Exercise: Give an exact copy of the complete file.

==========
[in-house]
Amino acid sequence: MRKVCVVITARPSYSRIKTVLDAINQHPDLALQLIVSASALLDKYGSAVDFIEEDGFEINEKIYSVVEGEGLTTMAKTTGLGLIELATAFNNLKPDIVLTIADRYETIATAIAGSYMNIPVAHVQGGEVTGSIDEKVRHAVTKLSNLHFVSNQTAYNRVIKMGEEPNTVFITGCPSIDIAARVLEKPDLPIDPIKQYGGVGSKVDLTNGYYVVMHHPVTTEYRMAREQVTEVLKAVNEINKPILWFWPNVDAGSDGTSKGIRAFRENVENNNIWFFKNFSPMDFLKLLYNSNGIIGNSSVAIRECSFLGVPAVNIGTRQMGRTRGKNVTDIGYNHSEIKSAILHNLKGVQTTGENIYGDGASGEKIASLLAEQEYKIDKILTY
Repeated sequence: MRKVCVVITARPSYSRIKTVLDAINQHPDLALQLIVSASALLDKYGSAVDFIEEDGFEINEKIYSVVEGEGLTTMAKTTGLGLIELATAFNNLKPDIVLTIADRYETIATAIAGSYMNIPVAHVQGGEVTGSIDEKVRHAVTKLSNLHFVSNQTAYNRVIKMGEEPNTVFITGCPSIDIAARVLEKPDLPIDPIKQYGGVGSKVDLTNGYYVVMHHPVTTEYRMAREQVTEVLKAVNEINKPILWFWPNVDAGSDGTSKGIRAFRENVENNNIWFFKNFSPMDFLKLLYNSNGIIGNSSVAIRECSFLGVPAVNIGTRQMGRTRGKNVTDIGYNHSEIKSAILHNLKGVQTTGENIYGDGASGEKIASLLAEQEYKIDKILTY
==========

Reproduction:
[in-house]
Amino acid sequence: MRKVCVVITARPSYSRIKTVLDAINQHPDLALQLIVSASALLDKYGSAVDFIEEDGFEINEKIYSVVEGEGLTTMAKTTGLGLIELATAFNNLKPDIVLTIADRYETIATAIAGSYMNIPVAHVQGGEVTGSIDEKVRHAVTKLSNLHFVSNQTAYNRVIKMGEEPNTVFITGCPSIDIAARVLEKPDLPIDPIKQYGGVGSKVDLTNGYYVVMHHPVTTEYRMAREQVTEVLKAVNEINKPILWFWPNVDAGSDGTSKGIRAFRENVENNNIWFFKNFSPMDFLKLLYNSNGIIGNSSVAIRECSFLGVPAVNIGTRQMGRTRGKNVTDIGYNHSEIKSAILHNLKGVQTTGENIYGDGASGEKIASLLAEQEYKIDKILTY
Repeated sequence: MRKVCVVITARPSYSRIKTVLDAINQHPDLALQLIVSASALLDKYGSAVDFIEEDGFEINEKIYSVVEGEGLTTMAKTTGLGLIELATAFNNLKPDIVLTIADRYETIATAIAGSYMNIPVAHVQGGEVTGSIDEKVRHAVTKLSNLHFVSNQTAYNRVIKMGEEPNTVFITGCPSIDIAARVLEKPDLPIDPIKQYGGVGSKVDLTNGYYVVMHHPVTTEYRMAREQVTEVLKAVNEINKPILWFWPNVDAGSDGTSKGIRAFRENVENNNIWFFKNFSPMDFLKLLYNSNGIIGNSSVAIRECSFLGVPAVNIGTRQMGRTRGKNVTDIGYNHSEIKSAILHNLKGVQTTGENIYGDGASGEKIASLLAEQEYKIDKILTY